When Jenni Nicole Trentmann decided she wanted to be in the Child Life Specialist program at the University of Missouri in 2014, she didn’t realize the struggles she would endure. Luckily, years spent showing pigs and participating in 4-H helped to prepare her for challenges, even though she didn’t realize it at the time.
The program is an emphasis area of the Human Development and Family Studies degree.
Trentmann is currently in the application and acceptance process into the program’s practicum, which is where she will apply the skills she has learned during course work in a hospital setting.
For the last three years, she has dedicated all of her time to reaching this goal. Trentmann says that acceptance into the program would be life changing for her.
A Child Life Specialist helps infants, children and families cope with the stress and uncertainty of acute and chronic illness, trauma, disability, loss and bereavement. The process of becoming a certified Child Life Specialist is difficult. With many steps and multiple interviews you must pass to get into the program, its one of the most competitive fields in which to obtain an internship. What makes it more challenging is the limited number of internships available, as each hospital only accepts one candidate.
Discussing the process of interviewing, a combination of excitement, stress and worry is apparent in Trentmann’s voice and expressions. Even with the hard work she has put in for more than three years, she isn’t certain it was enough.
Her passion is children and getting them through the hard times in life. Trentmann’s goal is to increase coping skills along with promoting their optimal growth and development in the health care environment.
Her drive for success, comes from experiences during her childhood. Growing up, Trentmann raised and showed pigs at the Washington Town and Country Fair through her local 4-H club as a project. Trentmann said at the time she didn’t realize what the experience was doing for her and thought of it as something fun to do with her friends.
As the years have gone by, she realizes how working with the pigs affected the choices she has made towards her future. Through 4-H she learned that the care necessary to produce healthy livestock is similar to that she’ll give as a Child Life Specialist, as far as nurturing and helping children stay on track developmentally.
Trentmann says the biggest thing it taught her was an appreciation for hard work as she had to get up early and feed her animals, water, groom, and walk the pigs. Her first year showing, though, she didn’t get a blue ribbon and it crushed her.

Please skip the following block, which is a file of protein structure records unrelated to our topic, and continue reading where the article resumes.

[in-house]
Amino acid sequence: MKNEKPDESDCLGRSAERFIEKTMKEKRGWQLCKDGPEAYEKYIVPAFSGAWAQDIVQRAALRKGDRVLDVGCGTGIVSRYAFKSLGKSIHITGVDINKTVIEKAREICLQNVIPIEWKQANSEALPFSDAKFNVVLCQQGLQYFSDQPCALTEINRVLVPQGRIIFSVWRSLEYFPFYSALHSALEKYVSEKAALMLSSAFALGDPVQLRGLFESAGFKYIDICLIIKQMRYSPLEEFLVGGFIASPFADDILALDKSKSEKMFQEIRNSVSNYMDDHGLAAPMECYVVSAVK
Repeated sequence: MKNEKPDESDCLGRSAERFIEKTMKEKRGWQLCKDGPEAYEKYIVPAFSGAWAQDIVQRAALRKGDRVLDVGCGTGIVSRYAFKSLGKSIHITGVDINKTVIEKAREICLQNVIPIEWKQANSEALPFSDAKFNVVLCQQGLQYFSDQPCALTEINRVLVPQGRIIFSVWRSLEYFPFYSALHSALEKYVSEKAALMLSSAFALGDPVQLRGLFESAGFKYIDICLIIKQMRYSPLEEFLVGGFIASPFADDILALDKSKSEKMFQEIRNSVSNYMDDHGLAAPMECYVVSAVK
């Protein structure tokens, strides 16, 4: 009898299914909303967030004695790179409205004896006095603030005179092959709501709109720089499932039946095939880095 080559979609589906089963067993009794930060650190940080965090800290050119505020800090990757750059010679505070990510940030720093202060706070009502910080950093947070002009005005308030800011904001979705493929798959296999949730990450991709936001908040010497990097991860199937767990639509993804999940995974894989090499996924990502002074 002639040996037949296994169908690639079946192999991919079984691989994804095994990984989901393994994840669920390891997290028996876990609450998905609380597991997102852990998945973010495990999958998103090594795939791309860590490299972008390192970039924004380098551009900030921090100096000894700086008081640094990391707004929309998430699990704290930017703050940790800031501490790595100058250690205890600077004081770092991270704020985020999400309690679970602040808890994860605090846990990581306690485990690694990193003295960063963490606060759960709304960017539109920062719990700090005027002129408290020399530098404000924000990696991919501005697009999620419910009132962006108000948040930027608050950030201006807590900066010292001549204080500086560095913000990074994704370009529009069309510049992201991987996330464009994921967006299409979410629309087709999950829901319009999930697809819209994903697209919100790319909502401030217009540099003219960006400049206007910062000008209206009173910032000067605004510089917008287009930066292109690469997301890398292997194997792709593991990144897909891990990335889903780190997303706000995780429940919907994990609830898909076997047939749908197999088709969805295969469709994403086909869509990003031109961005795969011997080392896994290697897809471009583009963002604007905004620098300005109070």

“All my friends got a blue ribbon and I got a red ribbon,” Trentmann said. “I still got to sell my pig but was upset because I didn’t place in my class at all.”
She used that year as a learning experience and researched what she needed to do to raise healthy and “show” worthy pigs. Not finishing at the top level the previous year drove her to work harder to receive a blue ribbon and place in her class, which she did every year after.
“It was hard work and I never gave up,” she said. “It taught me to have good sportsmanship, and I think it now helps me in life and the hurdles I have to go through today. I know if I work hard for what I want and don’t give up, I will get where I want to be in life. I can thank 4-H and being involved in agriculture for that.”
Trentmann`s dad, Chris Trentmann, said when Jenni was young he gave her many tasks and responsibilities. As a 9-year-old, she would be in the pen cleaning her pigs, grooming, and walking them by herself.
“What 9-year-old girl would normally do that?” he said.
One of Trentmann’s close friends, Lea Bierbaum, starting out showing with Trentmann. They kept their pigs together at Bierbaum’s family dairy farm.
“We would be with our pigs every day,” Bierbaum said. “It didn’t matter what we were doing with them, we were always with them. At the time, I didn’t realize it as much as I do now, but it was so much fun. Even when we were working hard, we always made it a blast! There was never a dull moment with us.”
Bierbaum can see the realtion between raising and showing pigs and Jenni`s approach to life.
“I think by Jenni showing market hogs she shows the same drive of caring about her homework and every job she’s ever had,” Bierbaum said. “I also think it has helped her with her confidence. When you get out in front of hundreds of people and show and sell your pig it’s not easy. It takes guts and I think from that Jenni has really gained a lot of confidence from that experience in her life.”
For now, Trentmann is using this confidence and drive to achieve her goal and gain an internship in the Child Life program.
“I never realized how hard this would be,” Trentmann said. “But I know it will all be worth it in the end”.